Explore energy transfer in the Antarctic ecosystem to help Brian solve the mystery of the declining krill population in this interacitve tutorial.

Type: Original Student Tutorial

Perspectives Video: Experts

Relationships of Organisms in the Kenyan Savannah:

Patrick Milligan discusses the relationship of organisms in the Kenyan savannah.

Download the CPALMS Perspectives video student note taking guide.

Type: Perspectives Video: Expert

Fish and Bacteria Symbiosis:

Dr. Andrea Larsen describes interactions between bacteria and fish that allow both to thrive.

Download the CPALMS Perspectives video student note taking guide.

Type: Perspectives Video: Expert

Perspectives Video: Professional/Enthusiast

Composting and Decomposers:

In this video, Mark Tancig explains how decomposers are vital to the process of composting.

Download the CPALMS Perspectives video student note taking guide.

Type: Perspectives Video: Professional/Enthusiast

Perspectives Video: Teaching Ideas

Composting with Worms:

In this video, Molly Jameson explains how worm composting can work for the classroom.

Download the CPALMS Perspectives video student note taking guide.

Type: Perspectives Video: Teaching Idea

Illustrating Science:

Communication is a big part of science. Have your students put their ideas down on paper!

Download the CPALMS Perspectives video student note taking guide.

Type: Perspectives Video: Teaching Idea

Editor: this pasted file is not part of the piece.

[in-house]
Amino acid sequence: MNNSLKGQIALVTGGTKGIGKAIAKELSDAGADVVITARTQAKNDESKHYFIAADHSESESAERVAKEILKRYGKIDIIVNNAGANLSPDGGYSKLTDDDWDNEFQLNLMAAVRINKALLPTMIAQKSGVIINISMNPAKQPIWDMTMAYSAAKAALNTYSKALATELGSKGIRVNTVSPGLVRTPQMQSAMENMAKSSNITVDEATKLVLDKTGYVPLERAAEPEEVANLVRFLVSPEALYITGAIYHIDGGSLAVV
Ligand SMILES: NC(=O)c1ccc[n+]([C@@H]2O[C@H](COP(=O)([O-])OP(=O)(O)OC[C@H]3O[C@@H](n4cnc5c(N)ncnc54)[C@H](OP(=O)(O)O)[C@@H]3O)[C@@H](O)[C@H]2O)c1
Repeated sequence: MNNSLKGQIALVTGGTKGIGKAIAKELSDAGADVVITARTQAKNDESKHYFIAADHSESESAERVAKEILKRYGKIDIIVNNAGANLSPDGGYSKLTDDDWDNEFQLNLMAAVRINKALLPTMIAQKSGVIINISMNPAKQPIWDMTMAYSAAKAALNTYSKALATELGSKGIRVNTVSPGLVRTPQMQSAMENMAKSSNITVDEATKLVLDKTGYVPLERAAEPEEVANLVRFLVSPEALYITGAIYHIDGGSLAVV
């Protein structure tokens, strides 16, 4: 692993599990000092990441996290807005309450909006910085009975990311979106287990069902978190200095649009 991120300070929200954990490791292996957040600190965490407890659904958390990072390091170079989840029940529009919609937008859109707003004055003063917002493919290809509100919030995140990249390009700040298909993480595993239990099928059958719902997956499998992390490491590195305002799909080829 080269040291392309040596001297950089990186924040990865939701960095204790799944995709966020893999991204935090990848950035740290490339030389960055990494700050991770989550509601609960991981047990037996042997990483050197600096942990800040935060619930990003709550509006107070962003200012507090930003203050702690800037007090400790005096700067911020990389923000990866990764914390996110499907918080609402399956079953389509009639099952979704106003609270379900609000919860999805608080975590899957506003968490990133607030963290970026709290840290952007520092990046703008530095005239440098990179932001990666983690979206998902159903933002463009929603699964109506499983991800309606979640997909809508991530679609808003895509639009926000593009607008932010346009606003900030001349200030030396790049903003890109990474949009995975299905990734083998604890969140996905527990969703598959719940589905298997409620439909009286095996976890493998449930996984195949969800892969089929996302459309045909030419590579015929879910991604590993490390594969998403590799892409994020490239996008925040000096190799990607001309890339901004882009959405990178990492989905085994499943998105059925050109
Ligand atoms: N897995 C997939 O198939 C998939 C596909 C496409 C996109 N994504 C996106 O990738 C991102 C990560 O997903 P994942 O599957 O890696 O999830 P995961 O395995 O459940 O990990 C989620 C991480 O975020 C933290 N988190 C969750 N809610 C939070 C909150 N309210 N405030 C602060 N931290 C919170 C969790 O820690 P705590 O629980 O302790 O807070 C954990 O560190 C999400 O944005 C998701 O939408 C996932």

Teaching Ideas

Fitting Algae Into the Food Web:

In this activity and extensions, students focus on a marine Antarctic food web and work to organize the food web using an existing energy flow diagram.

Type: Teaching Idea

Sharing the Sea-SeaWorld classroom Activity:

In this activity, the students will investigate the inter-relationships of predator and prey and the diversity of food items in the sea.

Type: Teaching Idea

Text Resources

Algae Embedded in Sea Ice Drive the Arctic Food Web:

This informational text resource is intended to support reading in the content area. Species that live in the open ocean may suffer as sea ice disappears. As sea ice disappears, the algae embedded and living in the sea ice will be reduced. This article explores the evidence collected to show the role of algae in driving the Arctic food web.

Type: Text Resource

Earthworms: Can These Gardeners' Friends Actually Become Foes?:

This resource is designed to support reading in the content area. The article describes new research on the ways Asian jumping worms are affecting American forests. Findings show they are much more of a problem than initially feared. Because Asian jumping worms have bigger appetites than other earthworms found in the U.S., they are much more successful at eating the debris on the forest floor. This exposes vulnerable areas that may bring more diseases and invasive plants. It can also prevent delicate seedlings from taking root.

Type: Text Resource

Gold Can Grow on Trees:

This informational text resource is intended to support reading in the content area.Tiny particles of gold have been found in the leaves of trees growing high above an underground supply of it. Biogeochemical prospecting uses living organisms to locate precious metals deep beneath the surface. From termite mounds to "roo poo" from a kangaroo, biological clues point prospectors in the right direction.

Type: Text Resource

Predators as Climate Helpers:

This informational text resource is intended to support reading in the content area. This is a fabulous article that shows the role and relationship among predators and consumers while also incorporating the process of photosynthesis.

Type: Text Resource

Video/Audio/Animations

The Ecological Cost of Dinner: